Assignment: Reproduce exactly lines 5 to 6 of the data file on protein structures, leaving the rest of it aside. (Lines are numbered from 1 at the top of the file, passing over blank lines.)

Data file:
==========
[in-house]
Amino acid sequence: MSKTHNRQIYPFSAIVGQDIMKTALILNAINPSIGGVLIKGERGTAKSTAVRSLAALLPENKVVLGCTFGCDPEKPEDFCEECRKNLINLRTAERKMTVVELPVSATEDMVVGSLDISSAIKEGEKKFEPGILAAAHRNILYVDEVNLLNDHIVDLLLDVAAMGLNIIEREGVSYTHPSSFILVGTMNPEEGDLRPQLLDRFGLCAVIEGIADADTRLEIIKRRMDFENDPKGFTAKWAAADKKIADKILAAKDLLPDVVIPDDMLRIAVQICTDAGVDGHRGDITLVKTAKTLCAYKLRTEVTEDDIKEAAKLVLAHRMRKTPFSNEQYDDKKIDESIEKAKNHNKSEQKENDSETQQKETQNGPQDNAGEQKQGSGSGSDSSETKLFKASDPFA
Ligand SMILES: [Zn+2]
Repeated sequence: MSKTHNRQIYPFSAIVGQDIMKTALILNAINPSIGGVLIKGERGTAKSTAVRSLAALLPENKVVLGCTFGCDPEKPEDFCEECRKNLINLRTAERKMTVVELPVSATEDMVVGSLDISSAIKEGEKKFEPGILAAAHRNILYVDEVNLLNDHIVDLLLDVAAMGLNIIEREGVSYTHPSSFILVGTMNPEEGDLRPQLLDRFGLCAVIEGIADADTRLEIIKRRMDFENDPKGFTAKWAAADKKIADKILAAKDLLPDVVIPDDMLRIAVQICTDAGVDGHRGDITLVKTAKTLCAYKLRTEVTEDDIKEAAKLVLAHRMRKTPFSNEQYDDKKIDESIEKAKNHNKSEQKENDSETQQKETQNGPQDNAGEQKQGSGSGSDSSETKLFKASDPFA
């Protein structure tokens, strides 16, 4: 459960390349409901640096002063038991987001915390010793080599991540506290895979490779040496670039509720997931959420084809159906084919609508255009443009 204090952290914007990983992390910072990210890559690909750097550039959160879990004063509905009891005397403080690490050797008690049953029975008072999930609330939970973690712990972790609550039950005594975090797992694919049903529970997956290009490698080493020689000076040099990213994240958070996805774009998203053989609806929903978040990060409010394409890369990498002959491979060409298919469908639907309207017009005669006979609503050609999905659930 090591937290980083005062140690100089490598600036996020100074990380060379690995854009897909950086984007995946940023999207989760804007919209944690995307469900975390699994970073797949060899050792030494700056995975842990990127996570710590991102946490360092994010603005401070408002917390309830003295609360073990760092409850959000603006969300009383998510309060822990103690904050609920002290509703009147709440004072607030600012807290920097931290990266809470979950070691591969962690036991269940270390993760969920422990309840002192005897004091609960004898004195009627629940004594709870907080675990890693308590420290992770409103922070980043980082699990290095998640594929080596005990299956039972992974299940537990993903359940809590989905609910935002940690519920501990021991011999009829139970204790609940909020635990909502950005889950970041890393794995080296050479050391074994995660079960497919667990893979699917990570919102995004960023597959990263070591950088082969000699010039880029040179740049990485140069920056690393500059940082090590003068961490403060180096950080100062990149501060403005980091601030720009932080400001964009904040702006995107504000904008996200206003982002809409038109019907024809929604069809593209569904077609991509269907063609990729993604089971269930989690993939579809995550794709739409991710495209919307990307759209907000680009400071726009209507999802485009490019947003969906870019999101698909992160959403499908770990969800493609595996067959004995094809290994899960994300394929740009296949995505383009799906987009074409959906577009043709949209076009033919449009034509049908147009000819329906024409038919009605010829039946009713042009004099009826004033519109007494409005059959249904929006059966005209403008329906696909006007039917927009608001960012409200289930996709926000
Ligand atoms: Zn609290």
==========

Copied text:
């Protein structure tokens, strides 16, 4: 459960390349409901640096002063038991987001915390010793080599991540506290895979490779040496670039509720997931959420084809159906084919609508255009443009 204090952290914007990983992390910072990210890559690909750097550039959160879990004063509905009891005397403080690490050797008690049953029975008072999930609330939970973690712990972790609550039950005594975090797992694919049903529970997956290009490698080493020689000076040099990213994240958070996805774009998203053989609806929903978040990060409010394409890369990498002959491979060409298919469908639907309207017009005669006979609503050609999905659930 090591937290980083005062140690100089490598600036996020100074990380060379690995854009897909950086984007995946940023999207989760804007919209944690995307469900975390699994970073797949060899050792030494700056995975842990990127996570710590991102946490360092994010603005401070408002917390309830003295609360073990760092409850959000603006969300009383998510309060822990103690904050609920002290509703009147709440004072607030600012807290920097931290990266809470979950070691591969962690036991269940270390993760969920422990309840002192005897004091609960004898004195009627629940004594709870907080675990890693308590420290992770409103922070980043980082699990290095998640594929080596005990299956039972992974299940537990993903359940809590989905609910935002940690519920501990021991011999009829139970204790609940909020635990909502950005889950970041890393794995080296050479050391074994995660079960497919667990893979699917990570919102995004960023597959990263070591950088082969000699010039880029040179740049990485140069920056690393500059940082090590003068961490403060180096950080100062990149501060403005980091601030720009932080400001964009904040702006995107504000904008996200206003982002809409038109019907024809929604069809593209569904077609991509269907063609990729993604089971269930989690993939579809995550794709739409991710495209919307990307759209907000680009400071726009209507999802485009490019947003969906870019999101698909992160959403499908770990969800493609595996067959004995094809290994899960994300394929740009296949995505383009799906987009074409959906577009043709949209076009033919449009034509049908147009000819329906024409038919009605010829039946009713042009004099009826004033519109007494409005059959249904929006059966005209403008329906696909006007039917927009608001960012409200289930996709926000
Ligand atoms: Zn609290």